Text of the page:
two daughters – ages one and three. She spends her time keeping up with them with her husband Mike and also works as a speech pathologist. She consistently reminds herself how very lucky she is to still be here to enjoy her beautiful life, since her heart condition

was caught before it was too late. It is estimated that more than 95 percent of cardiac arrest victims die before reaching the hospital. “I can now exercise more,

when I find the time!” says Jennifer. “With regular heart checkups and a healthy lifestyle, I maintain a very normal life.”

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More ways to reduce your numbers More ways to reduce your risks of heart disease More ways to better

Harvard Pilgrim is proud to be the statewide sponsor of Maine Goes Red.

January 26, 2012

INSIDE Editor’s note

If you have a story idea, a score/cancellation to report, feedback, or any other sports-related information, feel free to e-mail us at

Sports Roundup Page 20


January 26, 2012

Stretch run begins in Forecaster Country

(Ed. Note: For the complete Falmouth-Cape Elizabeth and Yarmouth-Waynflete boys’ basketball, Falmouth-Lake Region girls’ basketball and YarmouthGreely boys’ hockey game stories, please visit theforecaster. net) Believe it or not, but the winter sports regular season is coming down the stretch. We’re mere weeks from the first state championships being bestowed. Local teams continue to impress, but still have a long way to go. Here’s a glimpse:

Boys’ basketball Falmouth’s boys’ basketball team remains perfect and atop the Western Class B Heal Points standings after wins at Lake Region (83-50), Cape Elizabeth (52-37) and at home over Wells (60-39) last week. Senior Matt Packard had 21 points and classmate Jack Cooleen added 18 against the Lakers. Packard had 12 points, junior Charlie Fay 11 and senior Matt Kingry 10 in the win at the Capers. “That’s probably been the biggest difference between last year and this year,” said Packard. “Only a few seniors graduated, so this year our depth has been really great.” “The kids are confident,” said Falmouth coach Dave Halligan. “The kids aren’t satisfied with where they are because we were on the outside looking in last year. They have a lot to prove. They have a lot to prove to themselves.” The Yachtsmen had to rally to beat the Warriors behind Packard’s 28 points. Falmouth (13-0) is at Poland Friday and hosts Lake Region Tuesday. Yarmouth is 10-2 and third after a 52-45 triumph at Waynflete and an 81-38 home romp over Gray-New Gloucester. At the Flyers, the Clippers bounced back from a one-point loss at Cape Elizabeth behind a balanced scoring attack. Senior Josh Britten had 14 points (and five steals), classmate Chris Knaub 12 (along with nine rebounds), sophomore Nate Shields-Auble 12 and senior Sam Torres eight. “In the games we won, we didn’t play as well as we wanted to,” Torres said. “That was a big thing tonight, to play hard, play mentally strong and mentally tough down the stretch and that’s what we were able to do.” “We have dips in the season,” said Yarmouth coach Adam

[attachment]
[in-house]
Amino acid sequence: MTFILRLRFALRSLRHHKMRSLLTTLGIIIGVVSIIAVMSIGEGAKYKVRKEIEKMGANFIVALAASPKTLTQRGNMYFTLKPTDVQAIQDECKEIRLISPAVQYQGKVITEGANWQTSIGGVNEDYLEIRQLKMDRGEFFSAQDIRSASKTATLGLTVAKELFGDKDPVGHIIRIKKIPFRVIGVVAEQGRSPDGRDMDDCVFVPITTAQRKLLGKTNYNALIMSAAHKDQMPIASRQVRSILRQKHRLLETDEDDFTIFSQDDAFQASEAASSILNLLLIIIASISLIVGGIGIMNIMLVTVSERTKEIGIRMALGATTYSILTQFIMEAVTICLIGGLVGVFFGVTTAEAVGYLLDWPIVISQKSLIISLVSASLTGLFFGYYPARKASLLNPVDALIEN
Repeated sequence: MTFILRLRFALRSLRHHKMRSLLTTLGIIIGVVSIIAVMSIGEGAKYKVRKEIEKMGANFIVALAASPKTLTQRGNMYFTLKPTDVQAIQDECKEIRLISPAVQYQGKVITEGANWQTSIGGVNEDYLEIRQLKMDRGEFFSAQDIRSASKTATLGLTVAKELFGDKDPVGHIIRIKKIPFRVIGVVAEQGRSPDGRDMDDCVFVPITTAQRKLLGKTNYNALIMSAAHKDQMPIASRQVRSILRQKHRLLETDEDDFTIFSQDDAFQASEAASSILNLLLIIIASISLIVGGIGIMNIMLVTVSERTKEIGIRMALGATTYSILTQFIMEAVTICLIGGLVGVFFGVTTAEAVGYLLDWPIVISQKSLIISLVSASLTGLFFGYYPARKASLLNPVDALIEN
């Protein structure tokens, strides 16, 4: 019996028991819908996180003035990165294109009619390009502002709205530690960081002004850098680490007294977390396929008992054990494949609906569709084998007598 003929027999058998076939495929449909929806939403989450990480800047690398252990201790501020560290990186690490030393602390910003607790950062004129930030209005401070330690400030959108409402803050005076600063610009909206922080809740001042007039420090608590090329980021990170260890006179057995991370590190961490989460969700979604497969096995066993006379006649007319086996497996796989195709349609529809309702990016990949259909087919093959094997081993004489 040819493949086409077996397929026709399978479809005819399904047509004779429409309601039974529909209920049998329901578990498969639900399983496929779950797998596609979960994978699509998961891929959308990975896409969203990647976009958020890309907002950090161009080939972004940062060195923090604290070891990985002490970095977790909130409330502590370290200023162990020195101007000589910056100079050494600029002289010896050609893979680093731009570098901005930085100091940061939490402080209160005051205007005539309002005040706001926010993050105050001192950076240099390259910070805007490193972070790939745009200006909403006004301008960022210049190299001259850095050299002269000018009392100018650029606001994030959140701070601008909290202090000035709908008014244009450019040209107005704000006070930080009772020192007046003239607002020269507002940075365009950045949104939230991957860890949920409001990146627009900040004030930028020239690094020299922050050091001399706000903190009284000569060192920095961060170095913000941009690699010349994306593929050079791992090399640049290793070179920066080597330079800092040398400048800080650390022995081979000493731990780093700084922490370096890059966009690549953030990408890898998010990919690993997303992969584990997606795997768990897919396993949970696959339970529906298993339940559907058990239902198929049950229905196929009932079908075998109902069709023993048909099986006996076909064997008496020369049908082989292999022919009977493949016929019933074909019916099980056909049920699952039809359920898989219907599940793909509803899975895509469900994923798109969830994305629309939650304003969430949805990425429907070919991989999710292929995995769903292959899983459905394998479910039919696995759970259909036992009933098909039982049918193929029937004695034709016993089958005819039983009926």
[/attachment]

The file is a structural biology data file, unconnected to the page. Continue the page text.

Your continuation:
Jason Veilleux / For The Forecaster

Jason Veilleux / For The Forecaster

Jason Veilleux / For The Forecaster

Falmouth junior Charlie Fay slams home two points in the Yachtsmen’s win at Cape Elizabeth Friday night.

Freeport sophomore Nina Davenport eyes a shot during Saturday’s home loss to Gray-New Gloucester.

Smith. “When Cape played great defense, we scored 39 points. Waynflete played tremendous defense, with tremendous effort and we scored 52 tonight. What we’re capable of and what we put out isn’t the same thing. We’re trying to be more consistent. “ Against the Patriots, Knaub had 22 points, Britten 18 and sophomore David Murphy 15. The Clippers went to Traip Tuesday, host Freeport Friday and have a showdown at Greely next Tuesday. Those Rangers are now 7-5 and sixth in the region after a palpitating 65-61 home win over York Friday. Greely was down by a point heading for the fourth period, but rallied to win. Senior Liam Maker continued his recent dazzling play with 18 points. Sophomore Michael McDevitt added 17 and classmate Bailey Train finished with 13. The Rangers were at Gray-New Gloucester Tuesday, welcome Fryeburg Friday and host Yarmouth next Tuesday. Freeport lost, 67-46, at Wells Friday (despite 19 points from senior Mitch Loeman), then improved to 2-10 and 17th in the standings Saturday with a 63-58 victory at Gray-New Gloucester (Loeman went off for 25). The Falcons hosted Poland Tuesday, visit Yarmouth Friday and play host to Fryeburg next Tuesday. In Western C, North Yarmouth Academy is 2-8 and 14th in the Heals after Friday’s 59-40 loss to visiting Old Orchard Beach (senior Asad Dahia had 18 points). The Panthers were at Hyde Tuesday, host Sacopee Friday, A.R. Gould Saturday and go to Buckfield next Tuesday.